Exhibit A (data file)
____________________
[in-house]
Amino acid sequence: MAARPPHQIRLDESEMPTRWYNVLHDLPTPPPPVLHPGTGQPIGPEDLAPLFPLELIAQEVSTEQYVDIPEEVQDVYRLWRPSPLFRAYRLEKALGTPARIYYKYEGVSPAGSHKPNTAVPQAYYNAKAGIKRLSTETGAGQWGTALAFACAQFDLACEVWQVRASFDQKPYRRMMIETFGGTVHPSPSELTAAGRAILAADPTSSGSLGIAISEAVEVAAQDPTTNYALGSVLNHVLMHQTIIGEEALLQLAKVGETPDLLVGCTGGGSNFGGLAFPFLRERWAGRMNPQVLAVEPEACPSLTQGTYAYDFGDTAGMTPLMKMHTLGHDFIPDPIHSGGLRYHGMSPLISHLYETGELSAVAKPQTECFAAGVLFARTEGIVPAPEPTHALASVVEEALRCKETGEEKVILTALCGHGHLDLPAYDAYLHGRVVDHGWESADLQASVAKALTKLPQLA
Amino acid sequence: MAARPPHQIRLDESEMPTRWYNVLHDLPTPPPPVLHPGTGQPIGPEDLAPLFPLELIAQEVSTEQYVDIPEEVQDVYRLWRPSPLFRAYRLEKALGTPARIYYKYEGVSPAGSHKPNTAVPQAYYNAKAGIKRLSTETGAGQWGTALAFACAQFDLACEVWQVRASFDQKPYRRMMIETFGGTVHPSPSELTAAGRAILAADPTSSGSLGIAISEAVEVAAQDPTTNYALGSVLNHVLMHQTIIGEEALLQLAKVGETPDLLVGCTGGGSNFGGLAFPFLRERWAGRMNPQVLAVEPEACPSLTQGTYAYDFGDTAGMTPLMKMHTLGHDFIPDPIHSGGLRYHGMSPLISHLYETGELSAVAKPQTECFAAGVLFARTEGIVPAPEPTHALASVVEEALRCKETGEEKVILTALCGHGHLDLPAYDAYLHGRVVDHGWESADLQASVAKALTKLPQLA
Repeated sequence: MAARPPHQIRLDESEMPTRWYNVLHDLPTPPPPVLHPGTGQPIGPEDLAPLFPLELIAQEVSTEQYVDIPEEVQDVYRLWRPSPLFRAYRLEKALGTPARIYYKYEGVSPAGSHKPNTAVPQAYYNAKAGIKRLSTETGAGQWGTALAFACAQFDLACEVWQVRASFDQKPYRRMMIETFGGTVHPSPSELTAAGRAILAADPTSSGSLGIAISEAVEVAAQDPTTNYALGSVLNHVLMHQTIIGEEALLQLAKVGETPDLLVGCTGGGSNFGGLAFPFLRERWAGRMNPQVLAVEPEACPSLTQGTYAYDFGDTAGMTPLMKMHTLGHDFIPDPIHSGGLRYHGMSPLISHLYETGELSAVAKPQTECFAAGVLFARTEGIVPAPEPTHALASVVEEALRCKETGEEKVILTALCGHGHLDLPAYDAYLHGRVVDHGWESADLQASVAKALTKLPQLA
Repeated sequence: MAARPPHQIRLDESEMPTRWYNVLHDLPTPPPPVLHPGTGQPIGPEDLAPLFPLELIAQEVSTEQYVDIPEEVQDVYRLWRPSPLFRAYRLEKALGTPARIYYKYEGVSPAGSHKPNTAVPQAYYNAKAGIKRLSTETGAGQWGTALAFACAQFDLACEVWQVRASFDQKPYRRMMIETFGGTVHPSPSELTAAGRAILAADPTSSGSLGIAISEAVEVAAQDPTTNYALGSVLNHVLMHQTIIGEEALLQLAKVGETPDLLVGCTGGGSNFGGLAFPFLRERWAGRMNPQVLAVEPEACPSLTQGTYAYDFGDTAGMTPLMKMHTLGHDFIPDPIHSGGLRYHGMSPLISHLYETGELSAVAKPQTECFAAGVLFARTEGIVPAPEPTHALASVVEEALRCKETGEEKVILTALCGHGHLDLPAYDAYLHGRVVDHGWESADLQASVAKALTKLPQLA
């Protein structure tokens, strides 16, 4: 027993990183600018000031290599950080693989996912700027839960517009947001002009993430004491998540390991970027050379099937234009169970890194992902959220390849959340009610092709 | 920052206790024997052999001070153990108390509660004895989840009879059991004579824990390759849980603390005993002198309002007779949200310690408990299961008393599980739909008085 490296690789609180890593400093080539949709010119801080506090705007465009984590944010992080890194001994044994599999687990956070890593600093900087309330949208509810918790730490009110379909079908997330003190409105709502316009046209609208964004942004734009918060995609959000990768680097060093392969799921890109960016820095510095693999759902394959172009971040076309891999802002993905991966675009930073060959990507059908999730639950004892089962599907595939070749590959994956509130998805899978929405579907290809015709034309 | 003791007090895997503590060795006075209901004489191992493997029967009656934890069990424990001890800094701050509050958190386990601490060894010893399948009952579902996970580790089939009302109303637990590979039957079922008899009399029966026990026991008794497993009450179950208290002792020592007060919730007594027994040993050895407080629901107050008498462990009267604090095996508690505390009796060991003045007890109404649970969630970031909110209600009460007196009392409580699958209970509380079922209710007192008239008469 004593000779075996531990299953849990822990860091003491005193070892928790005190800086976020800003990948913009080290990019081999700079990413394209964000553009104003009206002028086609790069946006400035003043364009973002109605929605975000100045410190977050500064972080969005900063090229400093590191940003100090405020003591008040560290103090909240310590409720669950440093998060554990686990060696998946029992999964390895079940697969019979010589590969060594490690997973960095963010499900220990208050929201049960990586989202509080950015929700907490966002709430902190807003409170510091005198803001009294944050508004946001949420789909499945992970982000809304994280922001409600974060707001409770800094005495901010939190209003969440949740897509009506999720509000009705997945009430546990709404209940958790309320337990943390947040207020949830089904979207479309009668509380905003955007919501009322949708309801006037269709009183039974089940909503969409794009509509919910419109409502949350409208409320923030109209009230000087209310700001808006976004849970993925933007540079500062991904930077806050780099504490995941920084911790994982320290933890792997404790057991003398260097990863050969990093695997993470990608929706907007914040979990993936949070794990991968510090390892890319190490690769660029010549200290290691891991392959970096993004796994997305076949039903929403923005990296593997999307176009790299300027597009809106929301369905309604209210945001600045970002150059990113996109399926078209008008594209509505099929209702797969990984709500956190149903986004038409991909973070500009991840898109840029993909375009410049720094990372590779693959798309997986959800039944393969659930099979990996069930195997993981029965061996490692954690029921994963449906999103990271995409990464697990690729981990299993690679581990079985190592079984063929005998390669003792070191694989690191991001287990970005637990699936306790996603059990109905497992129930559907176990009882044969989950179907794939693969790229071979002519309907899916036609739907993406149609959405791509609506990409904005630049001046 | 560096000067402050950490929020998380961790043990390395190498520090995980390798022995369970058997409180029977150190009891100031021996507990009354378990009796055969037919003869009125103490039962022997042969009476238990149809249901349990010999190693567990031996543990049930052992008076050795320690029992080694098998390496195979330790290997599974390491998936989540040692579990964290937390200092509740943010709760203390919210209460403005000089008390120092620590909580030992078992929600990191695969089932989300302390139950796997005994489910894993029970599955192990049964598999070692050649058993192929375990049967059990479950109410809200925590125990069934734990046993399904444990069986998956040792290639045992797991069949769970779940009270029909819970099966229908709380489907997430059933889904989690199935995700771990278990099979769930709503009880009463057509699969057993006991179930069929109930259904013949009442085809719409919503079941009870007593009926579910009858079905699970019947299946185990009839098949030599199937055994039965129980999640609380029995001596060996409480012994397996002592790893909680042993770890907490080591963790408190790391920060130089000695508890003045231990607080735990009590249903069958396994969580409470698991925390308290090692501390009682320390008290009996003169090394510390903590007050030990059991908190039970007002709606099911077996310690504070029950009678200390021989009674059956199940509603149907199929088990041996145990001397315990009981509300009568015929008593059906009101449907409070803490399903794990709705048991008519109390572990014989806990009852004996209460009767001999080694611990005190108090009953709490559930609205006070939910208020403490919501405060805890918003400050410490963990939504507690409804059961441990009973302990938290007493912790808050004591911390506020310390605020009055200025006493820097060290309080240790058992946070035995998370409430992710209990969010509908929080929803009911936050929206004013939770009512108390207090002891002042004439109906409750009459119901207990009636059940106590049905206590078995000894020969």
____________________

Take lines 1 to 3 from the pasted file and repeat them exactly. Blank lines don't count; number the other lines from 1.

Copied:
[in-house]
Amino acid sequence: MAARPPHQIRLDESEMPTRWYNVLHDLPTPPPPVLHPGTGQPIGPEDLAPLFPLELIAQEVSTEQYVDIPEEVQDVYRLWRPSPLFRAYRLEKALGTPARIYYKYEGVSPAGSHKPNTAVPQAYYNAKAGIKRLSTETGAGQWGTALAFACAQFDLACEVWQVRASFDQKPYRRMMIETFGGTVHPSPSELTAAGRAILAADPTSSGSLGIAISEAVEVAAQDPTTNYALGSVLNHVLMHQTIIGEEALLQLAKVGETPDLLVGCTGGGSNFGGLAFPFLRERWAGRMNPQVLAVEPEACPSLTQGTYAYDFGDTAGMTPLMKMHTLGHDFIPDPIHSGGLRYHGMSPLISHLYETGELSAVAKPQTECFAAGVLFARTEGIVPAPEPTHALASVVEEALRCKETGEEKVILTALCGHGHLDLPAYDAYLHGRVVDHGWESADLQASVAKALTKLPQLA
Amino acid sequence: MAARPPHQIRLDESEMPTRWYNVLHDLPTPPPPVLHPGTGQPIGPEDLAPLFPLELIAQEVSTEQYVDIPEEVQDVYRLWRPSPLFRAYRLEKALGTPARIYYKYEGVSPAGSHKPNTAVPQAYYNAKAGIKRLSTETGAGQWGTALAFACAQFDLACEVWQVRASFDQKPYRRMMIETFGGTVHPSPSELTAAGRAILAADPTSSGSLGIAISEAVEVAAQDPTTNYALGSVLNHVLMHQTIIGEEALLQLAKVGETPDLLVGCTGGGSNFGGLAFPFLRERWAGRMNPQVLAVEPEACPSLTQGTYAYDFGDTAGMTPLMKMHTLGHDFIPDPIHSGGLRYHGMSPLISHLYETGELSAVAKPQTECFAAGVLFARTEGIVPAPEPTHALASVVEEALRCKETGEEKVILTALCGHGHLDLPAYDAYLHGRVVDHGWESADLQASVAKALTKLPQLA